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The Effect of Positive Psychology Interventions in Clinical Samples with Psychiatric Disorders on Well-Being and Psychiatric Symptoms: A Systematic Literature Review

Terhart, T. (2018) The Effect of Positive Psychology Interventions in Clinical Samples with Psychiatric Disorders on Well-Being and Psychiatric Symptoms: A Systematic Literature Review.

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Abstract:Background: Research on positive psychological interventions [PPIs] suggests significant but small to medium effects on mental health in non-clinical samples, yet data is inconclusive whether PPIs are beneficial for clinical samples. The aim of this systematic literature review is to describe the effects of PPIs in clinical samples with psychiatric disorders on well-being and psychiatric symptoms (depression, anxiety, stress). Methods: A systematic literature review was performed following PRISMA guidelines. The study quality was assessed using the Jadad scale and the Cochrane Collaboration’s tool for assessing risk of bias. The PPIs were recoded into the five elements from Seligman’s well-being theory (PERMA). Lastly, Pearson’s bivariate correlation coefficients were calculated and tested for statistical significance between the sum of the PERMA elements and the effect sizes. Results: The included 15 studies (N = 950) displayed different psychiatric disorders (depression being most frequent), sample groups (489 in PPIs, 461 in control), ages (M = 40.29, range = [18; 68]) and PPI components. For increasing well-being 14 of the 15 studies reported small to large effect sizes (range = [0.15; 1.81]), 13 of the 15 for reducing symptoms of depression (range = [0.12; 2.13]), 8 out of 8 for anxiety (range = [0.30; 2.53]) and 4 out of 5 for stress (range = [0.38; 1.40]). The sum of the PERMA elements was not associated with the effect size of any outcome measure (well-being, depression, anxiety, stress). All used studies were of low or medium quality. Conclusion: PPIs seem to be innovative and for many patients with psychiatric disorders effective. The patients benefit in increased well-being and reduced pathological symptoms. Further, the applicability of the PERMA model appears to be a fitting paradigm to describe well-being but is not a necessity for the function of PPIs in clinical samples. It may be time to explore the applicability of PPIs as complementary programs to psychotherapy by practitioners to garner more practical insights and further the scientific efforts.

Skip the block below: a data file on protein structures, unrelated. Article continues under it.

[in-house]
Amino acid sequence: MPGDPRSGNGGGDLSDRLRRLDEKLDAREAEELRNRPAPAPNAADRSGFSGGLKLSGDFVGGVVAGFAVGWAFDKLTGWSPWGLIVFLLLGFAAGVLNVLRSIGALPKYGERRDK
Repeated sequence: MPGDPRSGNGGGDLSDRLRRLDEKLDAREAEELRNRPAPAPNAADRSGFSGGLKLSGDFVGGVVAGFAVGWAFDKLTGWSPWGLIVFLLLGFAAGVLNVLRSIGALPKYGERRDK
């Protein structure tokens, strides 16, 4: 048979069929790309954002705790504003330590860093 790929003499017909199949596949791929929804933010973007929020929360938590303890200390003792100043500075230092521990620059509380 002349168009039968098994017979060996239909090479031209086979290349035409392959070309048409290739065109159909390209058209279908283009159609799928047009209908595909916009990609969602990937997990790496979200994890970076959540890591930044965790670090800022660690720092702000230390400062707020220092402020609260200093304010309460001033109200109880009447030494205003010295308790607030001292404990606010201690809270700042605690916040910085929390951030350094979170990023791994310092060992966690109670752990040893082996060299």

Item Type:Essay (Master)
Faculty:BMS: Behavioural, Management and Social Sciences
Subject:77 psychology
Programme:Psychology MSc (66604)
Link to this item:http://purl.utwente.nl/essays/74531
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